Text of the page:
As someone else said, Oy to the world. We have been living in baby land and I was kind of centered there until this morning. The holiday season woke me up with this terrible feeling of aloneness. It feels a little better now that I am writing to you. When Artie died holidays and birthdays and anniversaries went from something to celebrate to something to be gotten through. How do I change them back? Not sure. Not this morning.
This year with a newborn it doesn't matter what we do. We are sleepy and the presents range from my bringing Charmin toilet paper to the hospital because that is Erin's favorite brand to a small diamond G from Tiffany's - G for granddaughter Gwendolyn - that Erin can wear. We are too tired for a menorah, for a tree. I don't have to decide between celebrating and not celebrating this year.
Next year Gwendolyn will be more aware. Can Granny bring it? Probably.
What a mess holidays are. So much pressure to be happy. So much sadness when family members have died. Can we roll our memories backwards so that the picture of them being with us during previous holidays can change our sadness to joy? Can we see ourselves through their eyes so we are filled with love and can celebrate the way they would want us to? Can we use whatever our holiday tradition is as an occasion to honor their memory with our laughter and love?
For me, I think it will always be learning to ride the wave. Being present with the sadness at the loss. Like a little kid I stamp my feet and say, "I want - I want - I want." I want my love note. I want my husband's hand to hold. I even want to yell at him to stop watching football and pay attention to me! Later, though my challenge is to be present to celebrate what is still here. To be with my daughter and granddaughter and friends with a full heart. To make a space in time and in my days and nights for turning inward and missing my one true love and then make a space in time and in my days for turning outward and appreciating all I am given.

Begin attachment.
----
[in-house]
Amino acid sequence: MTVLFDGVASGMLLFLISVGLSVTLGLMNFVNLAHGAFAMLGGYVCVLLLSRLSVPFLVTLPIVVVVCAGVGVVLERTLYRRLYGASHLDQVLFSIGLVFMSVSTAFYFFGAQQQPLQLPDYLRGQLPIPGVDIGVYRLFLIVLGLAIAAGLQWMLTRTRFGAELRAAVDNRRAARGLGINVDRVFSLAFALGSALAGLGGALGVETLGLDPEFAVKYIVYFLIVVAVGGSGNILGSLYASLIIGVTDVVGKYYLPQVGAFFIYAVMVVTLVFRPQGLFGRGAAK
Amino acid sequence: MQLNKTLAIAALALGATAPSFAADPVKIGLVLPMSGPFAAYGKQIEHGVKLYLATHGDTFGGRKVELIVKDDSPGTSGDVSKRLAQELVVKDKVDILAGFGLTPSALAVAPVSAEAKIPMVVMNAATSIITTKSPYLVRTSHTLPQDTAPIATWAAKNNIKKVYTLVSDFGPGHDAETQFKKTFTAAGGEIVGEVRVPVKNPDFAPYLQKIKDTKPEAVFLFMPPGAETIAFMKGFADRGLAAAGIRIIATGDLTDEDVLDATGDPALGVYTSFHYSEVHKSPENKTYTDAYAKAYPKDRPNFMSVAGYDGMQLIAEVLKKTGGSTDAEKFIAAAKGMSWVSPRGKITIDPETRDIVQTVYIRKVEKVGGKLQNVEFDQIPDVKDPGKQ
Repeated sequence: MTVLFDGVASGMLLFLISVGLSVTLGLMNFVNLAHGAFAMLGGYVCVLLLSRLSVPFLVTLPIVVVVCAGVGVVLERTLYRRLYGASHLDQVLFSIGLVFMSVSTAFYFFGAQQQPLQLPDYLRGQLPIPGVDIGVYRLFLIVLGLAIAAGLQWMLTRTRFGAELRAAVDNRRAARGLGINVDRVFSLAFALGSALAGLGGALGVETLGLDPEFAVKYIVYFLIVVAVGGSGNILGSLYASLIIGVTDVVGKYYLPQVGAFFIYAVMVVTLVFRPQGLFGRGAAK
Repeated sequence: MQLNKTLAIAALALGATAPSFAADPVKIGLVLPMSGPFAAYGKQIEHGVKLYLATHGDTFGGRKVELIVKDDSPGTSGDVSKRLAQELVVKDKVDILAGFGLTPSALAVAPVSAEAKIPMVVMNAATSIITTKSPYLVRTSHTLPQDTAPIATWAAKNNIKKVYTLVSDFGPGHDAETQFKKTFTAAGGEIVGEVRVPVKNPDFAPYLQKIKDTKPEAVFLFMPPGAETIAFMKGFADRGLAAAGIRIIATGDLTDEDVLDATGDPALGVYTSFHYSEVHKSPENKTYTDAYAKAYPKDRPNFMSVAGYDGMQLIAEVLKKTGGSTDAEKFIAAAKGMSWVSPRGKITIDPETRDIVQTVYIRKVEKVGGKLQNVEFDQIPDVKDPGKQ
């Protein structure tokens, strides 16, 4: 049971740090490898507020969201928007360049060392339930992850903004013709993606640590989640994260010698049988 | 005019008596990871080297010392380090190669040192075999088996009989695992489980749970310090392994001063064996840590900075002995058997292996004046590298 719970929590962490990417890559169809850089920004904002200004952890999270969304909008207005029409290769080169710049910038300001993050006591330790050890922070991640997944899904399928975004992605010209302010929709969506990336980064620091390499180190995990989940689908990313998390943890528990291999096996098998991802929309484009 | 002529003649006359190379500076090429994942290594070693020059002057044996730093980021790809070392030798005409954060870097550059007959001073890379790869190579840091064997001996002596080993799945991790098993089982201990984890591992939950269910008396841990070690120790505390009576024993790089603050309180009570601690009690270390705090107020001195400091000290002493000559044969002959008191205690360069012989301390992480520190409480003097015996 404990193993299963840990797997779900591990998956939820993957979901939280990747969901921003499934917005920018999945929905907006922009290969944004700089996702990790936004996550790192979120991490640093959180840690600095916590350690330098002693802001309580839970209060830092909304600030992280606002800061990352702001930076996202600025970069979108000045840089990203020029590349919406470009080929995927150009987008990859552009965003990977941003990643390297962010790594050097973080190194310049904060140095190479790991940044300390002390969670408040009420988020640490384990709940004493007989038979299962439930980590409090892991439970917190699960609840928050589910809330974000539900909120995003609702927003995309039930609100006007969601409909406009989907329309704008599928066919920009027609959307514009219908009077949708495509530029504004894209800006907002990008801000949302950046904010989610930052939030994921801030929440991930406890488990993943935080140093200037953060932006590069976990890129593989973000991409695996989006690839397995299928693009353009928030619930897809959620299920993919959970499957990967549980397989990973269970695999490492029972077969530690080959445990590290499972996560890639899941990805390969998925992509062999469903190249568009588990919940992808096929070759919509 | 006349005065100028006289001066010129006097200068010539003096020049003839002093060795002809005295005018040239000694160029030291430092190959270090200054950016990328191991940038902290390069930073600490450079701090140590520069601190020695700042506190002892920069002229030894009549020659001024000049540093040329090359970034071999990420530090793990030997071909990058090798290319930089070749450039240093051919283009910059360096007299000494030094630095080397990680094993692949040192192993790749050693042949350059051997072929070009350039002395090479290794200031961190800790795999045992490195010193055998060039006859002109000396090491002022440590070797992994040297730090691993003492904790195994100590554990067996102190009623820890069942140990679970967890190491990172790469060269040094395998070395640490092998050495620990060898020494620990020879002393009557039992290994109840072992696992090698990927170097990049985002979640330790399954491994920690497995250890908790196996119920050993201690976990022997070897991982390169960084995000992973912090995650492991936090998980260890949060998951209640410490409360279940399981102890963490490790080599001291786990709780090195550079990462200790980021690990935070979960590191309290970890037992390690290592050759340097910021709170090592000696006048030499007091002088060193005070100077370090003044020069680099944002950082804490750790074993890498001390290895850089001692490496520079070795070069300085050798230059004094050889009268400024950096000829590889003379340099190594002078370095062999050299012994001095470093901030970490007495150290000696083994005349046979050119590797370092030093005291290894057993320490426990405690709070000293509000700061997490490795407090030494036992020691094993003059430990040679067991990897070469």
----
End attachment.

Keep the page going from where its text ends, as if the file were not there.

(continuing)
What am I grateful for? My new granddaughter, the strength of my daughter who has come so far, that for so many years I had Artie holding my hand, my heart, that I am not hungry or homeless, for my friends and the way we hold each other up when we fall. Maybe that's the core of it. I'm grateful for continuing to show up with all my wonder and all my craziness. I'm not grateful for lessons learned because my husband died - I would much rather NOT have to learn those particular lessons - but I am grateful for the community of grief warriors who continue to inspire me with their bravery and kindness.
Help someone else. That's a 365 day a year kind of thing. i must remember that if I do something for someone else I forget to wallow in pity for me. I didn't do anything special this year - but there's nothing saying it's only at Christmas I can find something to do for someone else - especially at a time when the economy has thrown so many into need.
Happy, merry, ho ho ho. I hope that Santa Claus comes down your chimney tonight and brings you (no matter whether you believe in him or not) packages full of little joys that jump up and surprise you when you least expect them. xo
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